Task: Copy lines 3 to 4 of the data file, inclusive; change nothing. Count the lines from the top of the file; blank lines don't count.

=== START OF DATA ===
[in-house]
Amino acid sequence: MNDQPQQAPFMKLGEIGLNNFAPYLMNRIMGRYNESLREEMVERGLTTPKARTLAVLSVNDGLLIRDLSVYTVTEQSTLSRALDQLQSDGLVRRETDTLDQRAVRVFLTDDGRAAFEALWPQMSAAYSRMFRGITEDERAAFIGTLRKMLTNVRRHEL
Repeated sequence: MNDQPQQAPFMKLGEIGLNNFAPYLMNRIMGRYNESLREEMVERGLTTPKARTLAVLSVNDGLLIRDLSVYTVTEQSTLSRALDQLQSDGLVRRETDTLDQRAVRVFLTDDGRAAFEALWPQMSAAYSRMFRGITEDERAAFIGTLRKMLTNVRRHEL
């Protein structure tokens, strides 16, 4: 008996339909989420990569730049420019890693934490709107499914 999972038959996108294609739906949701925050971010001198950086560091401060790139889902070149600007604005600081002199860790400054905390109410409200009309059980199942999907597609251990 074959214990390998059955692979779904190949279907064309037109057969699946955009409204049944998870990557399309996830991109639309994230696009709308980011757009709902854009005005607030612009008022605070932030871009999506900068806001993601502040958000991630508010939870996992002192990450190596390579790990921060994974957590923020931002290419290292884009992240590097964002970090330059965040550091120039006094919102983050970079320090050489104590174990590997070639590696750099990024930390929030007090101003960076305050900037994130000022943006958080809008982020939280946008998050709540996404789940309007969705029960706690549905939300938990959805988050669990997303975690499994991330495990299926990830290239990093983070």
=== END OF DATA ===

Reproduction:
Repeated sequence: MNDQPQQAPFMKLGEIGLNNFAPYLMNRIMGRYNESLREEMVERGLTTPKARTLAVLSVNDGLLIRDLSVYTVTEQSTLSRALDQLQSDGLVRRETDTLDQRAVRVFLTDDGRAAFEALWPQMSAAYSRMFRGITEDERAAFIGTLRKMLTNVRRHEL
């Protein structure tokens, strides 16, 4: 008996339909989420990569730049420019890693934490709107499914 999972038959996108294609739906949701925050971010001198950086560091401060790139889902070149600007604005600081002199860790400054905390109410409200009309059980199942999907597609251990 074959214990390998059955692979779904190949279907064309037109057969699946955009409204049944998870990557399309996830991109639309994230696009709308980011757009709902854009005005607030612009008022605070932030871009999506900068806001993601502040958000991630508010939870996992002192990450190596390579790990921060994974957590923020931002290419290292884009992240590097964002970090330059965040550091120039006094919102983050970079320090050489104590174990590997070639590696750099990024930390929030007090101003960076305050900037994130000022943006958080809008982020939280946008998050709540996404789940309007969705029960706690549905939300938990959805988050669990997303975690499994991330495990299926990830290239990093983070």